Trans fluid line out of radiator

Hi guys, ("99 Camry 4 cyl) I just put in a Napa radiator,$134 - Honolulu, Upper plastic cracked - are they all plastic now? My concern is the diameter of the supplied tubes for the trans cooler lines(rubber) They are one size smaller than the original so the rubber slides on easily; not the firm twist on. The package includes the screw type hose clamps which I snugged up tight enough that I couldn’t twist it. No way I would use the original Toyota squeeze clamp.I tried the old metal “elbows” but the size and depth of the flair looks different.How much pressure is in those lines? Whatta ya reckon mate? Mike

One Napa store said the pressure is high, 1400lbs I think he said…while another said it’s low pressure. I’m just concerned that I may cut the hose trying to get it tight enough…Thanks

Many radiators are plastic tanked now, although not all of them are.

The cooler line pressure will vary based on a number of things, but 1400 PSI it is not. More like 30-80, depending.

If the fittings are barbed and not smooth the rubber should stay in place with the clamps snugged. You do not want to overtighten screw clamps.

You may not want to go this extreme, but I use cutting torch hose ferrules and crimp them with the special Vise Grip pliers made for this purpose. Ferrules are cheap and the pliers are a bit pricy, but it looks professional and they won’t come loose.

There is almost no pressure on those lines. Just enough to move the fluid, 20 psi maybe. Since the line is open, no real pressure builds up.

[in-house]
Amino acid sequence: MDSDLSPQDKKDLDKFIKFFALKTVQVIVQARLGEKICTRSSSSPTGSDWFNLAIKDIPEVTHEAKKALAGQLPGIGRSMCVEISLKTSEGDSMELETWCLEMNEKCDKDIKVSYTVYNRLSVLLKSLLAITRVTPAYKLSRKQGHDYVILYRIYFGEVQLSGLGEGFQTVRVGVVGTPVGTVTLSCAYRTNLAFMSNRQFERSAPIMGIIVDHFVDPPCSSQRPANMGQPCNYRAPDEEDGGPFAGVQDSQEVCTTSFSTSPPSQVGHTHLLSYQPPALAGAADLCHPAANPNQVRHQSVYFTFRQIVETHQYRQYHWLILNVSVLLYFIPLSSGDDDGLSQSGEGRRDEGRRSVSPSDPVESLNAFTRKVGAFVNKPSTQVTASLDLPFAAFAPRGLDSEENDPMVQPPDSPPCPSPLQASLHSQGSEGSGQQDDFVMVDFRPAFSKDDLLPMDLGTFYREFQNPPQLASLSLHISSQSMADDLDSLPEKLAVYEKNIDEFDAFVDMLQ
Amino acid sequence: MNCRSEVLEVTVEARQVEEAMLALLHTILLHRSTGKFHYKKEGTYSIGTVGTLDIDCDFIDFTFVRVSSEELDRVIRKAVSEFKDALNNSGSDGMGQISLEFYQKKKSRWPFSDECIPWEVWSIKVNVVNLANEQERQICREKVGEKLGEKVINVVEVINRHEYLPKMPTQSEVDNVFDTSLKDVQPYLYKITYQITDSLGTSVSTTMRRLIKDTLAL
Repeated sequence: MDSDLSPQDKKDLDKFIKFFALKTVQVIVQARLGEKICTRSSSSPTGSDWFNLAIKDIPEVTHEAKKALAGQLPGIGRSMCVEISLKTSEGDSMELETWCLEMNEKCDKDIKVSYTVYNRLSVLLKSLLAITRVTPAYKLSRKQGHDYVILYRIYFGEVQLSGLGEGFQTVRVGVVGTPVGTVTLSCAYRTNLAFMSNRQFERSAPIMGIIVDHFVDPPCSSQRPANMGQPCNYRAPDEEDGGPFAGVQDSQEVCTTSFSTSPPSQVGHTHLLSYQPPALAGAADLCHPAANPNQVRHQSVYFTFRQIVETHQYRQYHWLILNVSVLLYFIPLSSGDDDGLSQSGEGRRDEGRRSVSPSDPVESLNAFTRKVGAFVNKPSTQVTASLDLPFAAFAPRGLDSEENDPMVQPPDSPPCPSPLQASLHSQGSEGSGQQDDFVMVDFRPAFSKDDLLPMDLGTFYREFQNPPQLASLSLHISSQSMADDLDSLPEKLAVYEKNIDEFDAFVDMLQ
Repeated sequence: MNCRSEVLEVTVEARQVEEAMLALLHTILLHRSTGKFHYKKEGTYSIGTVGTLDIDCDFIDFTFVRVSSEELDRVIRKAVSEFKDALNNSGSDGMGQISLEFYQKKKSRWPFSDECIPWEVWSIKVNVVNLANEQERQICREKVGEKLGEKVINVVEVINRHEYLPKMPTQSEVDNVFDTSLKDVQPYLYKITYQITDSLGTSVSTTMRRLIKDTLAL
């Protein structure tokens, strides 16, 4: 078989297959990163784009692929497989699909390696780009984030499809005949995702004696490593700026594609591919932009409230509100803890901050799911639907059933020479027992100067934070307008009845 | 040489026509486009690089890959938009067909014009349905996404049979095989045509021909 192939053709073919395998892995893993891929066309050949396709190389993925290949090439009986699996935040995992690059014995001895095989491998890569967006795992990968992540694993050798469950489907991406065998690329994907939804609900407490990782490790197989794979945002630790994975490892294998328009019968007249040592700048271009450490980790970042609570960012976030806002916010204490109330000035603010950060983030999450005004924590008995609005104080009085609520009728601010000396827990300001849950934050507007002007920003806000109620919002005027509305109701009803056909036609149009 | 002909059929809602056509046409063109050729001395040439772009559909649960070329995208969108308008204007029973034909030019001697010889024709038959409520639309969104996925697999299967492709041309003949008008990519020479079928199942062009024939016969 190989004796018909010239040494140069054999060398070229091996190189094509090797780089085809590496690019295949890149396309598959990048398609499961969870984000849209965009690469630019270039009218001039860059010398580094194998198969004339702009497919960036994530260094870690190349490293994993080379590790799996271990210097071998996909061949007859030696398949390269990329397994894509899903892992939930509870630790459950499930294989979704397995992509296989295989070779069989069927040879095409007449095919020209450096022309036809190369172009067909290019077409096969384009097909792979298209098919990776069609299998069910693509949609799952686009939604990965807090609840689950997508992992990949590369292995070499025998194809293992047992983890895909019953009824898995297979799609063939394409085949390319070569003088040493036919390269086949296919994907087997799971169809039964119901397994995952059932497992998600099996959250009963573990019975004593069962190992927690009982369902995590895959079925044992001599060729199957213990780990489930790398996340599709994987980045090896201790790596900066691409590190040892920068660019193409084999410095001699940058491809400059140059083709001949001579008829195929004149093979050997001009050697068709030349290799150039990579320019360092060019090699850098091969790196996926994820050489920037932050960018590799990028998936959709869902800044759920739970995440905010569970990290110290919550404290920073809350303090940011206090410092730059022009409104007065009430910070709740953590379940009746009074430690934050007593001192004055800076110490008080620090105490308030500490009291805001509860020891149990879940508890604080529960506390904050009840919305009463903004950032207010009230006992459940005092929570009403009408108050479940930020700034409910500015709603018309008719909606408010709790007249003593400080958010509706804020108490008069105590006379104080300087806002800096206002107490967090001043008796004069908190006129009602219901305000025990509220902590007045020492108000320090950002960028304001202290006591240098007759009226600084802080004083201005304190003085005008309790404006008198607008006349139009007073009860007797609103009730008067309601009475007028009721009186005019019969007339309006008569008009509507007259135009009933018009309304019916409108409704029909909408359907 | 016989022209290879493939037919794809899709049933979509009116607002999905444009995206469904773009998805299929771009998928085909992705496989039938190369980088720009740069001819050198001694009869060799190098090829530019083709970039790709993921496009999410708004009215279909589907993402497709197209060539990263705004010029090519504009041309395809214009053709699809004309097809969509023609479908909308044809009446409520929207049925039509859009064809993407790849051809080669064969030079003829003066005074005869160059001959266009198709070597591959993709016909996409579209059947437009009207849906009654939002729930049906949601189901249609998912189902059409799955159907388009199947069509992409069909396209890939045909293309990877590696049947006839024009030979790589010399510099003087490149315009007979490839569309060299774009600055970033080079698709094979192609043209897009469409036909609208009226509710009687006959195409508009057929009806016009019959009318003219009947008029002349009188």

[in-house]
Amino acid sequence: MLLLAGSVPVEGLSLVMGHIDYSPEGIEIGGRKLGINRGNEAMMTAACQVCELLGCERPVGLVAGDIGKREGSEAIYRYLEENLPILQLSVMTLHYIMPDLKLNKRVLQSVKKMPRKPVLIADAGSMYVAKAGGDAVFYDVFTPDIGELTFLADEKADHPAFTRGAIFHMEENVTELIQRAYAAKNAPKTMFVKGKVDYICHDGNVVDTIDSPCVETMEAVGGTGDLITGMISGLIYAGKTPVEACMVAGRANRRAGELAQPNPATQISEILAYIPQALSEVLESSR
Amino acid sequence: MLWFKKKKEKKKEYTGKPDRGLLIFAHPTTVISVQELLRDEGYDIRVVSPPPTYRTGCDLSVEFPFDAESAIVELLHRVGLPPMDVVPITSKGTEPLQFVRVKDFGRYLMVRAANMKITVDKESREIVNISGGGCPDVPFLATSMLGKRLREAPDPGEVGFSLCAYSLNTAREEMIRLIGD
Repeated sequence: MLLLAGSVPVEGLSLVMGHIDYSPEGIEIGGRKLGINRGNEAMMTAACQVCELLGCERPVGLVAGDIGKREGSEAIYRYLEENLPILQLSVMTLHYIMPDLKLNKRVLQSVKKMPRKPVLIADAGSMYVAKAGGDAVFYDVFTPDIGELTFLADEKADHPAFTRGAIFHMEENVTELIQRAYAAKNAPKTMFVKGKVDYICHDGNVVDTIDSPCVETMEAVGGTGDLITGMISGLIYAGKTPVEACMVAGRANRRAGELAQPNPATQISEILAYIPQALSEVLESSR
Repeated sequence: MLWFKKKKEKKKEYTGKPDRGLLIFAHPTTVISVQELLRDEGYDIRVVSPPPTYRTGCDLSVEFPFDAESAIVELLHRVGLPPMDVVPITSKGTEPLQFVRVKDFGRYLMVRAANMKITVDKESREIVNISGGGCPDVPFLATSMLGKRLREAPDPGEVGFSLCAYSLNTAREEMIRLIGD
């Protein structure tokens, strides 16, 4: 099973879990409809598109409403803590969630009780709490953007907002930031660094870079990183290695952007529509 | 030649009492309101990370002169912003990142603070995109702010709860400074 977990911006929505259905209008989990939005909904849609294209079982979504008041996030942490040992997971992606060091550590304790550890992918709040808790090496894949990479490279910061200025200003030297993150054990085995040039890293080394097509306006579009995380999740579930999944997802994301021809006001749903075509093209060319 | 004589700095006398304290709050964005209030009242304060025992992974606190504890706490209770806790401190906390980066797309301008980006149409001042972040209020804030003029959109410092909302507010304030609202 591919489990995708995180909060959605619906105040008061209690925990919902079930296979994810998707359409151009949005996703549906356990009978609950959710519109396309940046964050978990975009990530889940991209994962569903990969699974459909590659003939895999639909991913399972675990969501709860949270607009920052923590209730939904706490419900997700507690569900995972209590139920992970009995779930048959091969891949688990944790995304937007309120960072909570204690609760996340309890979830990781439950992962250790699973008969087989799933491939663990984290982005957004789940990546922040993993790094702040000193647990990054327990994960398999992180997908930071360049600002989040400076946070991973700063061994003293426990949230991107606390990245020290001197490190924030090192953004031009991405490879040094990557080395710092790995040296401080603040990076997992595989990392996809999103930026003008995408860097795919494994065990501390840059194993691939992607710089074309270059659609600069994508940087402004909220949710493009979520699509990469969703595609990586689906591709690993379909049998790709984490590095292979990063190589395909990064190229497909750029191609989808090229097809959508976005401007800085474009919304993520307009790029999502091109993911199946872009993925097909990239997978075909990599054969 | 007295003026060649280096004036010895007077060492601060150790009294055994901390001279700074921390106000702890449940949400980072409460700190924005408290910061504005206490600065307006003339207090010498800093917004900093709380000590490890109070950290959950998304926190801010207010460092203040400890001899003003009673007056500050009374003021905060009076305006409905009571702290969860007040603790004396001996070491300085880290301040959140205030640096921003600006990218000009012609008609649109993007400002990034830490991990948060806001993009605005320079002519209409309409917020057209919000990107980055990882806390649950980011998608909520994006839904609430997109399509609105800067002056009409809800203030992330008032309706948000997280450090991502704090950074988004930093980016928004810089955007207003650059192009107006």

Caddyman has the answer. The fluid leaving the transmission is coming from the torque converter at very low pressure. It goes into one line; passes through the cooler/heat exchanger; goes back to the transmission in the other line; and is dumped into the sump. Therefore, the only pressure that can be developed is the flow resistance of the circuit.

I suggest idling the engine; looking for leaks; and tightening the clamps until there are none. Hope that helps.

There can’t be much pressure on those lines. Many OEM manufacturers use standard hose and clamps. I know of no hose that handle 1400lbs of pressure…let alone 140lbs of pressure.

Thanks guys, No leaks so far. Amazing how light the radiators are now...  Mike

No way I would use the original Toyota squeeze clamp.

I know that those squeeze clamps look inadequate … and sometimes they are. But they have one characteristic that hose clamps don’t. They stay about as tight if the hose rubber compresses over time. If you use hose clamps, orient them so they are easy to tighten a bit more if they start to leak after six months or a year. And check them for leaks every now and then. I’ve had cars where I used screw type hose clamps to repair the cooling system and had to tighten them a bit every year.

It’s not a bad idea to pop the hood every couple of weeks and check the fluid levels – especially on a ten year old car. If you find the transmission fluid level creeping down, check those hoses.

You have little to worry about. Toyota transmissions operate on very low pressure, maybe 20 psi at the most. One thing you could do as cheap insurance is to get a couple more hose clamps the same size and use two of them on each fitting, orienting them so the screw is on the opposite side, facing the same direction. This will help to ensure there will not be any leaks, giving you additional peace of mind.